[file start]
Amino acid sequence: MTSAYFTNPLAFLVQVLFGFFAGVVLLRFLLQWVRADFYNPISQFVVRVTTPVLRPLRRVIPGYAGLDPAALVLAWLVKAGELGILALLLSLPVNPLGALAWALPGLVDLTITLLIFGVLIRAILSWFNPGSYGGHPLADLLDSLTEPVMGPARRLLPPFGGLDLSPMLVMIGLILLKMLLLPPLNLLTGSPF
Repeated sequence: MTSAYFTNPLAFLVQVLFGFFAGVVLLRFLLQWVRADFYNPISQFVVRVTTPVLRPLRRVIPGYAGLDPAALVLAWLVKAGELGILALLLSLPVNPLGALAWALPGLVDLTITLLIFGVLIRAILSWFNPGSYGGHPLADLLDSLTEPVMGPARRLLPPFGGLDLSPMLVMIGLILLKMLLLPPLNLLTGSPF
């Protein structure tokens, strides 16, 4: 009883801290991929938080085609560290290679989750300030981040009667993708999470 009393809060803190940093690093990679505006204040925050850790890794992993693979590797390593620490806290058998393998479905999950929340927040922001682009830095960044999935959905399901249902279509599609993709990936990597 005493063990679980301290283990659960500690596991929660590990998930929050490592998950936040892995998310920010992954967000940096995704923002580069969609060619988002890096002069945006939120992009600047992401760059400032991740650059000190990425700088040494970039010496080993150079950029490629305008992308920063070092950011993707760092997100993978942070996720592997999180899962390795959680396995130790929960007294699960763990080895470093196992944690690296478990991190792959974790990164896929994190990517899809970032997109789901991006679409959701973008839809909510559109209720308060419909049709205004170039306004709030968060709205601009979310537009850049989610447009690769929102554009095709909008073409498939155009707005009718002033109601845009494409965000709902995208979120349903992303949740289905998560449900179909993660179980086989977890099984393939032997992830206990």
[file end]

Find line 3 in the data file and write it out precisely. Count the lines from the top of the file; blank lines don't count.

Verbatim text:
């Protein structure tokens, strides 16, 4: 009883801290991929938080085609560290290679989750300030981040009667993708999470 009393809060803190940093690093990679505006204040925050850790890794992993693979590797390593620490806290058998393998479905999950929340927040922001682009830095960044999935959905399901249902279509599609993709990936990597 005493063990679980301290283990659960500690596991929660590990998930929050490592998950936040892995998310920010992954967000940096995704923002580069969609060619988002890096002069945006939120992009600047992401760059400032991740650059000190990425700088040494970039010496080993150079950029490629305008992308920063070092950011993707760092997100993978942070996720592997999180899962390795959680396995130790929960007294699960763990080895470093196992944690690296478990991190792959974790990164896929994190990517899809970032997109789901991006679409959701973008839809909510559109209720308060419909049709205004170039306004709030968060709205601009979310537009850049989610447009690769929102554009095709909008073409498939155009707005009718002033109601845009494409965000709902995208979120349903992303949740289905998560449900179909993660179980086989977890099984393939032997992830206990």